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Somerville faces $8.1 million budget shortfall

Posted by Alix Roy  May 13, 2010 09:04 AM

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Somerville is facing an estimated $8.1 million budget shortfall for fiscal year 2011, which starts July 1,  caused largely by decreases in state aid combined with skyrocketing health insurance costs, Mayor Joseph Curtatone announced this week.

To close the gap, the city will be forced to eliminate personnel and raise fees while examining new ways to deliver city services, he said. Certain departments could be subject to restructuring or partial outsourcing if it means maintaining services at a lower cost to taxpayers, he added.

“If I can deliver a service with five people instead of 10, I will,” Curtatone said in a press conference on Wednesday. “There will be some positions eliminated.”

Those positions will not likely be coming from the Police Department, which Curtatone said would retain its staff through the next fiscal year. The following year “is a different ballgame,” he said.

Health care costs remain the single largest expense for the city and are expected to increase by $4.2 million next fiscal year. If those figures hold true, Somerville will be spending its entire state aid allocation on health care in fiscal  2011, Curtatone said.
 
“There's really no relief in sight right now,” he said.

Last year, the city took steps to reduce health insurance costs by negotiating lower contributions with unions and reducing the number of employees on the plan, shaving $2.6 million off a $9.75 million gap. This year, Curtatone said he will not support any contract renewals that do not address further savings with regards to health insurance. In addition, no salary increases will be considered, he said.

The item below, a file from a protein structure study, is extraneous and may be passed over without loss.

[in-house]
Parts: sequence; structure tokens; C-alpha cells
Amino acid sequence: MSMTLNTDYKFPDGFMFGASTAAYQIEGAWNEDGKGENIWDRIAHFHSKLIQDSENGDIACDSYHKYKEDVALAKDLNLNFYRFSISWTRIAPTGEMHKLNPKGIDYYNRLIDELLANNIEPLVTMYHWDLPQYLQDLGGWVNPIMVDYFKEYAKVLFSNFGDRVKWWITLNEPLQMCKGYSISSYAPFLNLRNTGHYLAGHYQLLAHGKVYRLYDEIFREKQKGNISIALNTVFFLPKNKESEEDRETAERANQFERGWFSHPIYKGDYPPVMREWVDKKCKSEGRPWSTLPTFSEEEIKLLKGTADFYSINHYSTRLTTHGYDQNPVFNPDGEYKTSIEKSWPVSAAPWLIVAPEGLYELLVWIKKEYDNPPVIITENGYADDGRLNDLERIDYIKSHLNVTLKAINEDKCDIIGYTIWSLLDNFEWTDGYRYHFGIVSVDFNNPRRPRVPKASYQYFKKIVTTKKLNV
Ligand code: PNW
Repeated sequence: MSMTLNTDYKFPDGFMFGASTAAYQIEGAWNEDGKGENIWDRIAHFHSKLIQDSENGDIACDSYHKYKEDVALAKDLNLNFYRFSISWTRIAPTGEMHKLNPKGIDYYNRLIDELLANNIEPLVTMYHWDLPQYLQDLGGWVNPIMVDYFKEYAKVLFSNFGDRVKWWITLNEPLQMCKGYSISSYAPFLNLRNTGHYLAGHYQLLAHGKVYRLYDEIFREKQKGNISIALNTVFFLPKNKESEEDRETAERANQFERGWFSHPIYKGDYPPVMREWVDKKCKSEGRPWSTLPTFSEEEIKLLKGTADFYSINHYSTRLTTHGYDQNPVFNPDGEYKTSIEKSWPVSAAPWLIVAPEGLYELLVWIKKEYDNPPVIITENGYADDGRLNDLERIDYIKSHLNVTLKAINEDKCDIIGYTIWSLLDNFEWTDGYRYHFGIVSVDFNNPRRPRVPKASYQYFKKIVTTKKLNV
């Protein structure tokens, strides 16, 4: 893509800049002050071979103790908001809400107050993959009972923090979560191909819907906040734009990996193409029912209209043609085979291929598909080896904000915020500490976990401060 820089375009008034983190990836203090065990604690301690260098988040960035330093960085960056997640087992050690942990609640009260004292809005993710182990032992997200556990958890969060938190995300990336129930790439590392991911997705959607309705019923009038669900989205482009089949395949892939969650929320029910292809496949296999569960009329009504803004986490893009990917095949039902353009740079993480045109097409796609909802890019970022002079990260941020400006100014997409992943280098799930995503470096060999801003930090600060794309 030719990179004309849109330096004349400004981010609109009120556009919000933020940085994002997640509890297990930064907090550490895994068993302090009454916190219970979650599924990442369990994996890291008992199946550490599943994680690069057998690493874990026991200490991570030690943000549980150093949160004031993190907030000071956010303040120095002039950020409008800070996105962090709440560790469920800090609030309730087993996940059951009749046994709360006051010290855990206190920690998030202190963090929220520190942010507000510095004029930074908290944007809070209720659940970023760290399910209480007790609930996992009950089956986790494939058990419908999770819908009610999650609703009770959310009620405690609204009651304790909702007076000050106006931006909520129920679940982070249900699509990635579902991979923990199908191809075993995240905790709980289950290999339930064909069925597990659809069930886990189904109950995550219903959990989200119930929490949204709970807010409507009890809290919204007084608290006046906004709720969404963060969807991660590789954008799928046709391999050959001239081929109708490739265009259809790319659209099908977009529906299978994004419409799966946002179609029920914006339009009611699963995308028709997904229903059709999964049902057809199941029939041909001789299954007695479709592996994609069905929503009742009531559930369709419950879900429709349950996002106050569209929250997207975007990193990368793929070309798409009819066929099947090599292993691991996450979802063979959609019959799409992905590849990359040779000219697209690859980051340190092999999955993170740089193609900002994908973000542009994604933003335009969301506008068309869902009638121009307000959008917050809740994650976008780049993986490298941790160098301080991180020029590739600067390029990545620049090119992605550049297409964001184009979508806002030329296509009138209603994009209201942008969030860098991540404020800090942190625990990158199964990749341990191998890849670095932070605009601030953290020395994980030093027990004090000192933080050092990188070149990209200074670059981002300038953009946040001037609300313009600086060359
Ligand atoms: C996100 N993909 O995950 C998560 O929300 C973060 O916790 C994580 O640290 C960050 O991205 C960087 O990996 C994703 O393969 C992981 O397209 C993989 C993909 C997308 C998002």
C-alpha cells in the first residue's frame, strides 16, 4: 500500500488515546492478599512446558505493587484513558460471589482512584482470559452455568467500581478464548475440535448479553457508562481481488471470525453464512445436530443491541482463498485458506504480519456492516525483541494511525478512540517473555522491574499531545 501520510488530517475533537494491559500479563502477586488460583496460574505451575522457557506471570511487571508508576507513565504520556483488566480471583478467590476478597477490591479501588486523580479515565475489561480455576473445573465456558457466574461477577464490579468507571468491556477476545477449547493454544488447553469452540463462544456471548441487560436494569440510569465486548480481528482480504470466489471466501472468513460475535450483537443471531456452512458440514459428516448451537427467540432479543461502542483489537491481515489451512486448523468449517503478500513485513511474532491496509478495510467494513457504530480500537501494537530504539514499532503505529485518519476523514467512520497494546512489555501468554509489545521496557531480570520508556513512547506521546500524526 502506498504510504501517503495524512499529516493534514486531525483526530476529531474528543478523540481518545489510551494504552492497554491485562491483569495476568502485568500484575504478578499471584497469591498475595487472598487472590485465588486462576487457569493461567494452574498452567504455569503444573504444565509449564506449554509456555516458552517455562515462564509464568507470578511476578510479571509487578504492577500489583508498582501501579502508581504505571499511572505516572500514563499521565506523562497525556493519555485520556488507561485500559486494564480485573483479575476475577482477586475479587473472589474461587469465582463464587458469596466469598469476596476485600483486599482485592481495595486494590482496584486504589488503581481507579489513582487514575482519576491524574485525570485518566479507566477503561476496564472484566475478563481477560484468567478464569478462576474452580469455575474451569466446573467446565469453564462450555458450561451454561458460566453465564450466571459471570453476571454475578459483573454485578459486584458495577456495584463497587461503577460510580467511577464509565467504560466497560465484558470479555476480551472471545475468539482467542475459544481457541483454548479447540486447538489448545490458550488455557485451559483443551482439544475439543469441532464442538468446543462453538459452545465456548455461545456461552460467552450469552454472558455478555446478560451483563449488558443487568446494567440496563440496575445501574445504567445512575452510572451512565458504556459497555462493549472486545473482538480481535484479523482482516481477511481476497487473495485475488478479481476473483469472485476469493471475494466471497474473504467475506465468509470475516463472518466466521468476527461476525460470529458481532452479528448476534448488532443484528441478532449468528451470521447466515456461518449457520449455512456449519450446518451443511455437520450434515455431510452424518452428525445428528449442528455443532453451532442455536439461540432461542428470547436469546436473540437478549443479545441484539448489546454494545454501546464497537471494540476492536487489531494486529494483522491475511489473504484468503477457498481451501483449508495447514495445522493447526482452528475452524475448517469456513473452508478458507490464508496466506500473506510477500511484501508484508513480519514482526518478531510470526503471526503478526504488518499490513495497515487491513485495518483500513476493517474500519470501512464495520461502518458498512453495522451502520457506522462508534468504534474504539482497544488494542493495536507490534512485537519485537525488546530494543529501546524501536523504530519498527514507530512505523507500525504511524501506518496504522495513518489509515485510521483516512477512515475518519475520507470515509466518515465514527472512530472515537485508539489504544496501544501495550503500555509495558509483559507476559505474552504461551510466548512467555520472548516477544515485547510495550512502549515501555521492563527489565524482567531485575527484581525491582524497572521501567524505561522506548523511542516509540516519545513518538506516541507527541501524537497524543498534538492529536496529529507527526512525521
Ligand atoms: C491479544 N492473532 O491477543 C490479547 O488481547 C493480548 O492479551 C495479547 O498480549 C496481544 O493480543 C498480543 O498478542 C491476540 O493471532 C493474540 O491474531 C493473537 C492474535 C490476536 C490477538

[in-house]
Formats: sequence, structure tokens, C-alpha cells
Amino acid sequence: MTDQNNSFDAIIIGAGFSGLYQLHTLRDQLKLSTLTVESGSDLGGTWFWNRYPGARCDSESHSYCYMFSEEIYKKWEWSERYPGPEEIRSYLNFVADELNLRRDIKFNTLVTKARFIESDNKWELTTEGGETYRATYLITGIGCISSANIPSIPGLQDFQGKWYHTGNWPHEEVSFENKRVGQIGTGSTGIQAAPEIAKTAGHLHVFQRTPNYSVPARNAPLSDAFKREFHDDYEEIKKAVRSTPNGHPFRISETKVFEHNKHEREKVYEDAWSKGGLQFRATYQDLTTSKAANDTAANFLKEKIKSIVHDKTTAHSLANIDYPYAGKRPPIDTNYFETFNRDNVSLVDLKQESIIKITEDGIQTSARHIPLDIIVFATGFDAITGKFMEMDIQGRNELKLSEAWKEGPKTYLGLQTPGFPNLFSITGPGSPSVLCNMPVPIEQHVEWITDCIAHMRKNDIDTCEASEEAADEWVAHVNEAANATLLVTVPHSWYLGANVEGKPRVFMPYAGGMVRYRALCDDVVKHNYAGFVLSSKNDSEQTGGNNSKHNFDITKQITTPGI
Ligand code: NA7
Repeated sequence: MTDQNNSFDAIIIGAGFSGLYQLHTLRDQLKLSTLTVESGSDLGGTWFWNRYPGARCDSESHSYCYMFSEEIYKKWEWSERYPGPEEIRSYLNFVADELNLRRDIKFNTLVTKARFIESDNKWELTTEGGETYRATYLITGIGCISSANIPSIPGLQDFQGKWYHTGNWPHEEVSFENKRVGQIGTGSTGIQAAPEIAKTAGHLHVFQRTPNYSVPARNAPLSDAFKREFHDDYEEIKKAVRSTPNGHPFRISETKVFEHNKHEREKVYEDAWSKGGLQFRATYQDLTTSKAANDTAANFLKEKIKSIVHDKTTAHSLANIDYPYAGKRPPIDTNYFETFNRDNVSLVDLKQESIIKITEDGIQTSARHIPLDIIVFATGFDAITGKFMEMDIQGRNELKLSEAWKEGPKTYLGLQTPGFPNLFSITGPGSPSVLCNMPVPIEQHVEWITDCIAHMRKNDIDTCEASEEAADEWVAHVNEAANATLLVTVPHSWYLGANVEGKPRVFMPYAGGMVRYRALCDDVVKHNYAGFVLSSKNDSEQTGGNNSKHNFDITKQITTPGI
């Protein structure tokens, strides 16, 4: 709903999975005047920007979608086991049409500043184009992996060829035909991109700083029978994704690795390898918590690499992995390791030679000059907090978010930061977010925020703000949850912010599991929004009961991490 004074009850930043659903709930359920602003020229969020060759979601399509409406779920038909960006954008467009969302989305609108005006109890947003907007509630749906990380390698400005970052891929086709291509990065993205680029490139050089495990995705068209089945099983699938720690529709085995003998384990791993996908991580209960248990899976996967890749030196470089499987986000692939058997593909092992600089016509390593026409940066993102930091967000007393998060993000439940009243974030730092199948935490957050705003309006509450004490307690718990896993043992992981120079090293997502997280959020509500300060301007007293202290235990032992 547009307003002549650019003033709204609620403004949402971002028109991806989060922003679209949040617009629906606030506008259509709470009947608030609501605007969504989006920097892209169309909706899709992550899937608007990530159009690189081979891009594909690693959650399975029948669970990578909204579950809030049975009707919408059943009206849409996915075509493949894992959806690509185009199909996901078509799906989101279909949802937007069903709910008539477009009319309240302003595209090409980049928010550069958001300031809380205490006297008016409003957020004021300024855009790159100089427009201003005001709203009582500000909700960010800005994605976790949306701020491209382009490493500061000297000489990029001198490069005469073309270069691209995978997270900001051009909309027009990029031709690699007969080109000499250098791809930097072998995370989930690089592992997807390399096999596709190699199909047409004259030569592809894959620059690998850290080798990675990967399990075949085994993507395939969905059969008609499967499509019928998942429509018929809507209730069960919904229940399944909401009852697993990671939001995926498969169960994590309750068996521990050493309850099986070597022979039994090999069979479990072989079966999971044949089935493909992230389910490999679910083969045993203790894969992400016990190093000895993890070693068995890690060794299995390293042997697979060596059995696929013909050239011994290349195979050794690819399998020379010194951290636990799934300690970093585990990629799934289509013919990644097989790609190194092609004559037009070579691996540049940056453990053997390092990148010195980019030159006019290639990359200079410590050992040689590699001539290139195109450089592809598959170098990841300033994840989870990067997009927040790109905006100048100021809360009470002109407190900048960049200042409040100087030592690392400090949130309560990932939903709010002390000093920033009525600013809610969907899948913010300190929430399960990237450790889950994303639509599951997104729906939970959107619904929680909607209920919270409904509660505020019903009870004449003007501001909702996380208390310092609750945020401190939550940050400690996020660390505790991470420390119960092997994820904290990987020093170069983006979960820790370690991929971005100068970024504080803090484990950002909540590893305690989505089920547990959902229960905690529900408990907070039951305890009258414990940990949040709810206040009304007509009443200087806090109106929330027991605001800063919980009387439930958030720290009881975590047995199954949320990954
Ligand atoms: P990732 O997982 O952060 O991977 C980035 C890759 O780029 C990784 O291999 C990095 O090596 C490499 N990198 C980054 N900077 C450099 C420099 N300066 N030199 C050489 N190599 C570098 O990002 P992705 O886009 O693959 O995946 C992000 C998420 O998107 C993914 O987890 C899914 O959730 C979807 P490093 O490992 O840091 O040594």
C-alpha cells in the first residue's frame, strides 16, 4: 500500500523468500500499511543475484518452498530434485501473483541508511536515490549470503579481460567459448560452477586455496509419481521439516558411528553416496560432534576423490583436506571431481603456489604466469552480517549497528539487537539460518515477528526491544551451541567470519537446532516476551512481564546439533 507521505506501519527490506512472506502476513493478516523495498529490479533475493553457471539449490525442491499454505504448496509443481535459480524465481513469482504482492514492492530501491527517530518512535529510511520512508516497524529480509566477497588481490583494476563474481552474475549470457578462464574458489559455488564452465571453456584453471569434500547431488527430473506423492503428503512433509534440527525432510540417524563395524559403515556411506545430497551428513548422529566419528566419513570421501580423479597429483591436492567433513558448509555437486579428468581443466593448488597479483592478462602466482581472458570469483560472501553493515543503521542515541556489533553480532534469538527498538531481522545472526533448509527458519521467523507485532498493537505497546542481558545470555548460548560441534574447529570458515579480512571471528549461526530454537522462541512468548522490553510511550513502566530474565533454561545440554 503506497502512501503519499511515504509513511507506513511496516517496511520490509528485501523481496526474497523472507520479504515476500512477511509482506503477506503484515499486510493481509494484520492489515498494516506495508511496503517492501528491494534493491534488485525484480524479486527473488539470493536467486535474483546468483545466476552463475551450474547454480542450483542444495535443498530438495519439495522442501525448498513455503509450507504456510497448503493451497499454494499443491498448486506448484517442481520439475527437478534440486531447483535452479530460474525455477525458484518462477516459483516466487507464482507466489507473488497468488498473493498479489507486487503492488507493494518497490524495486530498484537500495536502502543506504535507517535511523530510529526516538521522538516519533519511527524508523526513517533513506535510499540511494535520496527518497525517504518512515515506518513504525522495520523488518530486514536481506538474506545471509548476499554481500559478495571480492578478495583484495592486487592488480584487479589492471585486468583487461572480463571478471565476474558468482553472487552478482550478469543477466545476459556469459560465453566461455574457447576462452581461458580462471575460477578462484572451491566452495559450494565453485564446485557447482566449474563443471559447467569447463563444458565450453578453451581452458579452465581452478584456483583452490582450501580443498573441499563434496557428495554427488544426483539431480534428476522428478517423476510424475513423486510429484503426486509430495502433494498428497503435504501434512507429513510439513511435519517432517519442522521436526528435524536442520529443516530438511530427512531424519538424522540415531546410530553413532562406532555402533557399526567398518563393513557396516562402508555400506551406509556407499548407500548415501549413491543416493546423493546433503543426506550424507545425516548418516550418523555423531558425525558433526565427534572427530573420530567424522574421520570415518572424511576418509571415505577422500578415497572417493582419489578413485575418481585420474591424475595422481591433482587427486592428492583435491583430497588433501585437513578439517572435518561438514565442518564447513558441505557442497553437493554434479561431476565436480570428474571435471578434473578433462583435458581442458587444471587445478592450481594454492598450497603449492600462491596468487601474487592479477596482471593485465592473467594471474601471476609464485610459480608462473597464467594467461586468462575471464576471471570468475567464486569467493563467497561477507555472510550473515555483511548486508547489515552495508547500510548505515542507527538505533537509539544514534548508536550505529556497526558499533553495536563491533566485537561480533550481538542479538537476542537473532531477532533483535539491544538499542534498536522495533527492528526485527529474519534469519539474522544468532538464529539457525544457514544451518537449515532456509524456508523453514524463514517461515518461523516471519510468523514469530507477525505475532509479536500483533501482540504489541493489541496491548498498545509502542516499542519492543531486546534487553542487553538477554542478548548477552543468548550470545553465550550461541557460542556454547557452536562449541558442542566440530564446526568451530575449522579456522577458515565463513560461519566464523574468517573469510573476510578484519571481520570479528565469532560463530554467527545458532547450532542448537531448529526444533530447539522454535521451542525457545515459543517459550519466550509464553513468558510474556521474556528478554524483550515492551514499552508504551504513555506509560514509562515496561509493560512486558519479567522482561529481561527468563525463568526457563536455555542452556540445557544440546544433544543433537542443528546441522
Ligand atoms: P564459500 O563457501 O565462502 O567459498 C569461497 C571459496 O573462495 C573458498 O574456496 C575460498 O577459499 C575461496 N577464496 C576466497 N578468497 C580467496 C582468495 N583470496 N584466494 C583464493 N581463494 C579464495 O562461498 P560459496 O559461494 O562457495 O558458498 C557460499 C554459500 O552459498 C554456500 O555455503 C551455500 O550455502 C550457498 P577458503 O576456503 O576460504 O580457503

“We've got to respect the taxpayer dollars,” he said. “There's going to be shared pain and sacrifice.”

The city is already using $1 million from its $3 million rainy day fund to make up for decreases in revenue, but Curtatone said he would be hesitant to apply any more one-time fixes.
 
“We need to act today with an eye toward tomorrow,” he said.
 
Maintaining municipal services remains the goal this budget season and Curtatone said select capital projects – such as the rebuilding of the East Somerville Community School - will remain top priorities even if it means asking taxpayers to approve a debt exclusion to free up funding.

“The school will happen,” he said. “We're committed to that.”

On Wednesday evening, Curtatone gave his first presentations on the operating budget  to the School Committee and the Board of Alderman.. A final plan for closing the $8.1 million gap will be presented for approval in June.
 
“We want a budget that allows us to grow,” he said. “We have to bold and we have to be courageous.”

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